But that move is anathema to the core IDists (and to their straight creationist brethren) for several reasons. First, of course, there are stochastic contingencies associated with the evolutionary process that make the goal-directedness so beloved of IDists problematic. Evolution incorporating stochastic contingencies may come up with similar-functioning outcomes (e.g., the 23 different outcomes in the Lenski, et al., study), but can’t guarantee that one particular outcome will occur. Since IDists and their creationist brethren very badly want that one outcome – human beings – to be intended by the intelligent designer, a process incorporating stochastic contingencies can’t guarantee that a desired goal will occur and is therefore suspect for them.

Second, the principal IDists, with perhaps the exception of Behe, are committed to an interventionist intelligent designer, one that intermittently pokes a finger into the process to alter its course. Pushing the source of the “information” (whatever meaning that term has for IDists this week) in the biome out into the selective environment removes the interventions from (biological) view. You can’t look at biology and “see” evidence of interventions, you have to do physics or something to find evidence for interventions. That’s a chancier move, though the cosmological IDists (the “Privileged Planeteers”) make that move. But it still suffers from the stochastic contingency problem in biology: tinkering with the physical environment does not guarantee that human beings will result: the divine tinkering might have produced an intelligent T. rex in the image of … well, of what?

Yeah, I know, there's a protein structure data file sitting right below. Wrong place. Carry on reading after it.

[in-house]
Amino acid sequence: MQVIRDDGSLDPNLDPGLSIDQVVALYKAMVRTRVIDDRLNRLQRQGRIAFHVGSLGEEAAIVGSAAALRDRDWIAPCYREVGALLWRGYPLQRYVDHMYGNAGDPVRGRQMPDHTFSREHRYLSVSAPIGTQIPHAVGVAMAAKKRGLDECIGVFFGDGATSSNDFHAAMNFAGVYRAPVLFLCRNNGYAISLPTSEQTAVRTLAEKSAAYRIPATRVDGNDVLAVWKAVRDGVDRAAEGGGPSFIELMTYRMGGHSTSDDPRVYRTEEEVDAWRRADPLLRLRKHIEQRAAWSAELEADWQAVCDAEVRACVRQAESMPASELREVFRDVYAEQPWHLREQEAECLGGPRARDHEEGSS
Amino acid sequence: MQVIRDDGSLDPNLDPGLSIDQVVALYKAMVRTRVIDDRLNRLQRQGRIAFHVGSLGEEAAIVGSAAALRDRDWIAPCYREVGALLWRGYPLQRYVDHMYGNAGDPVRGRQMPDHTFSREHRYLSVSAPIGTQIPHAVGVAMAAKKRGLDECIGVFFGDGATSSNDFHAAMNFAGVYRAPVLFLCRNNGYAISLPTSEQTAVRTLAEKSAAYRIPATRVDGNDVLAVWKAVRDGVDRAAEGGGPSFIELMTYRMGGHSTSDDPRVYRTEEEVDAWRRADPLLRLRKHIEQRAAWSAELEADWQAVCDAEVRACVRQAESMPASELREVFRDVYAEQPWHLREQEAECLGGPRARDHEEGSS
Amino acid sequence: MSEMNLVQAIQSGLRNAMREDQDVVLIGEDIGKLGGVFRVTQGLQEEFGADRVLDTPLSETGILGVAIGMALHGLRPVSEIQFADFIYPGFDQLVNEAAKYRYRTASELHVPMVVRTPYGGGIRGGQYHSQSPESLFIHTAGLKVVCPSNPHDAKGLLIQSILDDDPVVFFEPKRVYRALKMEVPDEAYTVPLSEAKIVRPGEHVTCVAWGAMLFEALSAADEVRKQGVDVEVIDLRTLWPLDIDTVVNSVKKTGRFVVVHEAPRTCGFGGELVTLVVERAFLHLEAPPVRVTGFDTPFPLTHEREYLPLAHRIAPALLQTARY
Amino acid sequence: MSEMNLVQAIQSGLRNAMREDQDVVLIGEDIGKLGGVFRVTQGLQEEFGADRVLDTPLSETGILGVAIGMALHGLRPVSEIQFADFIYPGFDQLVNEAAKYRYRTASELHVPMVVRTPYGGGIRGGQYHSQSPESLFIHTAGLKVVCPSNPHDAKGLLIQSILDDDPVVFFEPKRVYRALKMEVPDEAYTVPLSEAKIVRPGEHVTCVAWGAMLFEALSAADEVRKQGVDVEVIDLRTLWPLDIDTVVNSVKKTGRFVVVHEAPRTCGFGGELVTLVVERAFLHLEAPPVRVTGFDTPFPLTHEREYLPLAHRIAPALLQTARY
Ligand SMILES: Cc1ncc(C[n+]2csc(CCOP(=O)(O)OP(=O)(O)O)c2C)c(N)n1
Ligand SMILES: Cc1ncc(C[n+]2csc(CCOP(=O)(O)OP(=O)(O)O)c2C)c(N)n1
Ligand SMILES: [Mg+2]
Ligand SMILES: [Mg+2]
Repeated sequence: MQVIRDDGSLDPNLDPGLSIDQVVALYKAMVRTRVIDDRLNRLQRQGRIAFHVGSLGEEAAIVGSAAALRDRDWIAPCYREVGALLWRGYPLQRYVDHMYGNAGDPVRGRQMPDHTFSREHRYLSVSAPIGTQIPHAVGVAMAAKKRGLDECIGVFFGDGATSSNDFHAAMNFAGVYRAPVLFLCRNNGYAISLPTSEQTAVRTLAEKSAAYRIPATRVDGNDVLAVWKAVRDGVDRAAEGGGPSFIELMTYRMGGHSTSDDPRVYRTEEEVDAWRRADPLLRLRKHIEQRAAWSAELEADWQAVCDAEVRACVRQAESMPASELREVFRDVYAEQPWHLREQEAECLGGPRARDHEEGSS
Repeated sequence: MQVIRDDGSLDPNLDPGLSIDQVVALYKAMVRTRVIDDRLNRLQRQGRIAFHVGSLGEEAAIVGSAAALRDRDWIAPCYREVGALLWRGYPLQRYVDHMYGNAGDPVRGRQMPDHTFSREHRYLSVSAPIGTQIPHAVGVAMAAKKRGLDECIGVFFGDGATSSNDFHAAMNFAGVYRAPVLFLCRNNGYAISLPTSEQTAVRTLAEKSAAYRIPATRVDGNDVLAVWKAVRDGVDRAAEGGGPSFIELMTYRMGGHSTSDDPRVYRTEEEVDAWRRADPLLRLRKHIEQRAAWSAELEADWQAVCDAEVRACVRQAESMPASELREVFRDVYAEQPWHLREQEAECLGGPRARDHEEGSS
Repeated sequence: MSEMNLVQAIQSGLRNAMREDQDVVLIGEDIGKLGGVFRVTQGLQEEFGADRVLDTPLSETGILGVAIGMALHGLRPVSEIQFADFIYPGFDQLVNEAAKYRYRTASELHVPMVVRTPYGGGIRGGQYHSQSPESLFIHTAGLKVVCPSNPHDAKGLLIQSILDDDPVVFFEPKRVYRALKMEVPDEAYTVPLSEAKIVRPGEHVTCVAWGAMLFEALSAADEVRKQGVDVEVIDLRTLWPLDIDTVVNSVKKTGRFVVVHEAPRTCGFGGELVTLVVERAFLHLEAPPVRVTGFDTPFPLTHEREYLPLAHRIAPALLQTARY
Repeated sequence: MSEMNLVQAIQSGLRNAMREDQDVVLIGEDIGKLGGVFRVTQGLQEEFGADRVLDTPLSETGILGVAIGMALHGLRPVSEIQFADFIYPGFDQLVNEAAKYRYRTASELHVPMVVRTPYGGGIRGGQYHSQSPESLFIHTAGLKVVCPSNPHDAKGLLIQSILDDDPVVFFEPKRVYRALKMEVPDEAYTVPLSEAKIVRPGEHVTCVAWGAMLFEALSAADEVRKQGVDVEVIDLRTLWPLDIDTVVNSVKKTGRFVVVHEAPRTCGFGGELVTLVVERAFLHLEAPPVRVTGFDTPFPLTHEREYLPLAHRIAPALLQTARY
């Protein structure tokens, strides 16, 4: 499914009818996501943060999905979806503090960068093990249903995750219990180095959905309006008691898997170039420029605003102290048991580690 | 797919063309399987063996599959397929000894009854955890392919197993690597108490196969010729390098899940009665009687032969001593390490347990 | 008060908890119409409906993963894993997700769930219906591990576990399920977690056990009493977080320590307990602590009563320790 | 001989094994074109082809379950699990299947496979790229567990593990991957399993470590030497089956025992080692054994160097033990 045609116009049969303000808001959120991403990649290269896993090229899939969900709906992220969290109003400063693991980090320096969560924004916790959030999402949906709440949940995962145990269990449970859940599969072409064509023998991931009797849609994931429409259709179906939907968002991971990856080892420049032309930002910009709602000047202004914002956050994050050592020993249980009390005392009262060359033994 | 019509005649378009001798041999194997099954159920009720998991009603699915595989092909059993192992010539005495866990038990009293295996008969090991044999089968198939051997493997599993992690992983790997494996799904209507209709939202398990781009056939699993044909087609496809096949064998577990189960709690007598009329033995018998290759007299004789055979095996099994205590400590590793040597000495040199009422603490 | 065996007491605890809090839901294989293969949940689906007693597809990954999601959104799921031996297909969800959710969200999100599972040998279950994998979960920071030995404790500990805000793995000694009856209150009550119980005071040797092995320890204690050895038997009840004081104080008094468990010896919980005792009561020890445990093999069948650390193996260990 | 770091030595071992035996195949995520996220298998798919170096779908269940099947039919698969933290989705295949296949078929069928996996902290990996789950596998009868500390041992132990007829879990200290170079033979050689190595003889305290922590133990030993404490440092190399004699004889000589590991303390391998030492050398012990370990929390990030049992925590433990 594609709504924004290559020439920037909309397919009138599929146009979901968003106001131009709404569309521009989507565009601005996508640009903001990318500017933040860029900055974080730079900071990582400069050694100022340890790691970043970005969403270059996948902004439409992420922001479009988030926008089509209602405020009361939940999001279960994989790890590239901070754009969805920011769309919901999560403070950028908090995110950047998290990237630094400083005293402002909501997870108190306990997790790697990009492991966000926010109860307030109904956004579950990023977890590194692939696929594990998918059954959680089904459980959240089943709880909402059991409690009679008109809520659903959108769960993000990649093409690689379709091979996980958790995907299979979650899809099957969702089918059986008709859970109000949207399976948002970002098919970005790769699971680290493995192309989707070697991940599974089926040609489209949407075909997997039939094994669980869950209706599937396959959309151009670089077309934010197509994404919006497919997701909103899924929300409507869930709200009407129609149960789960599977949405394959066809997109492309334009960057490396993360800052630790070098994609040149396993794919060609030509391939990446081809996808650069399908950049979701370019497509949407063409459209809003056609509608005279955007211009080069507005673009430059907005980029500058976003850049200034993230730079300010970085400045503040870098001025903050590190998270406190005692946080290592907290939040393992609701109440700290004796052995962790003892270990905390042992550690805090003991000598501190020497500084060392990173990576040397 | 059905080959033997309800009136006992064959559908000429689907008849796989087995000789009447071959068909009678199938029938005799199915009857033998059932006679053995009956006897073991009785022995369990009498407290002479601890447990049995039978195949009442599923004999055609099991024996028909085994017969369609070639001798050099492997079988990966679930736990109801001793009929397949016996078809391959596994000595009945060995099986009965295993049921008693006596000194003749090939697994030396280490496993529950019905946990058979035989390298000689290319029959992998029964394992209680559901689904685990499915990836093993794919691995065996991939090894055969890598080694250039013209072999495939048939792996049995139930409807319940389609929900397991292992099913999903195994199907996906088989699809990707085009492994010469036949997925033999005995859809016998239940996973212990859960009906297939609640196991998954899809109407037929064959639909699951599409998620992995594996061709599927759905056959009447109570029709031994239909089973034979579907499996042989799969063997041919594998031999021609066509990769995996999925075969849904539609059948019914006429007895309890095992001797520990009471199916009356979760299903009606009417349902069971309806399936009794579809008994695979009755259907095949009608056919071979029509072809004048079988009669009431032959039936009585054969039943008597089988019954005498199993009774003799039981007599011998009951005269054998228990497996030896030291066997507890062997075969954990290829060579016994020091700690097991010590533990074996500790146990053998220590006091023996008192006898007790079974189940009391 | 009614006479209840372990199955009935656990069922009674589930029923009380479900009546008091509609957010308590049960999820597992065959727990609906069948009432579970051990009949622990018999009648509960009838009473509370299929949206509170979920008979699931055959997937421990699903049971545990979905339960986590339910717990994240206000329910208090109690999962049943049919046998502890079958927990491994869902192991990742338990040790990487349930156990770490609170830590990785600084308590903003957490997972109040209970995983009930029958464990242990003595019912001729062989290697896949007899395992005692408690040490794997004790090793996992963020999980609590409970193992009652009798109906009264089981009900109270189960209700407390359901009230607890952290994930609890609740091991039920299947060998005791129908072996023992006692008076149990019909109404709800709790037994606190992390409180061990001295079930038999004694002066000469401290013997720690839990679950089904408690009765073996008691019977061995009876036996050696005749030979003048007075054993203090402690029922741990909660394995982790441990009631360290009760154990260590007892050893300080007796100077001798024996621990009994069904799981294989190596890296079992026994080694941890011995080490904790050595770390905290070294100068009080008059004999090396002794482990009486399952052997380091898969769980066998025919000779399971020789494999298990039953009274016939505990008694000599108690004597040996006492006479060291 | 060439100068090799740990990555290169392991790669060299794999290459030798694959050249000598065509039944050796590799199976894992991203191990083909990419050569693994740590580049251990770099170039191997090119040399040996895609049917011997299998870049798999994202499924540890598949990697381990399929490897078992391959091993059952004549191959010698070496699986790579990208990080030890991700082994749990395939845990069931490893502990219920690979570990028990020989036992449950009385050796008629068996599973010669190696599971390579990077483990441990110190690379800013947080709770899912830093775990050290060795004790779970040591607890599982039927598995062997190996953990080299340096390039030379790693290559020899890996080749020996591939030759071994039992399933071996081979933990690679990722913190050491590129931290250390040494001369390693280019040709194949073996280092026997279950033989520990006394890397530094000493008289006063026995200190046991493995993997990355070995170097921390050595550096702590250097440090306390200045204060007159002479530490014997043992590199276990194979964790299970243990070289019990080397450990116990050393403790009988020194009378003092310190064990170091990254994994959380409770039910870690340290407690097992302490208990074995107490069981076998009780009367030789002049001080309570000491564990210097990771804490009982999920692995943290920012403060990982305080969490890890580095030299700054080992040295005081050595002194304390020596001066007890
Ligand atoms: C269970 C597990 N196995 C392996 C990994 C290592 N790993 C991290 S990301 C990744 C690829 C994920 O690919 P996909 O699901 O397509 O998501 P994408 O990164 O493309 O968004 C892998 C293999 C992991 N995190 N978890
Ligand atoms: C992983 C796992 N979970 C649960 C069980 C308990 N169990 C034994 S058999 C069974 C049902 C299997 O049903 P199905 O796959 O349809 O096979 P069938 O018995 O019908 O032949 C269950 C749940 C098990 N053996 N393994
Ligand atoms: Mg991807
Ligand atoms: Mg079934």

========================

JY wrote

Given a data set (i.e. a long string) that represents a computer program (such as Avida), and the inputs to that (a population of digital organisms and a fitness landscape), measure (algorithmically) the ‘CSI’ (or whatever he asserts is ‘conserved’) in that data set.

Given a 2nd data set that also represents a computer program (Avida), and any inputs to that program (a different population of organisms, and the same fitness landscape), measure (algorithmically) the ‘CSI’ in that data set.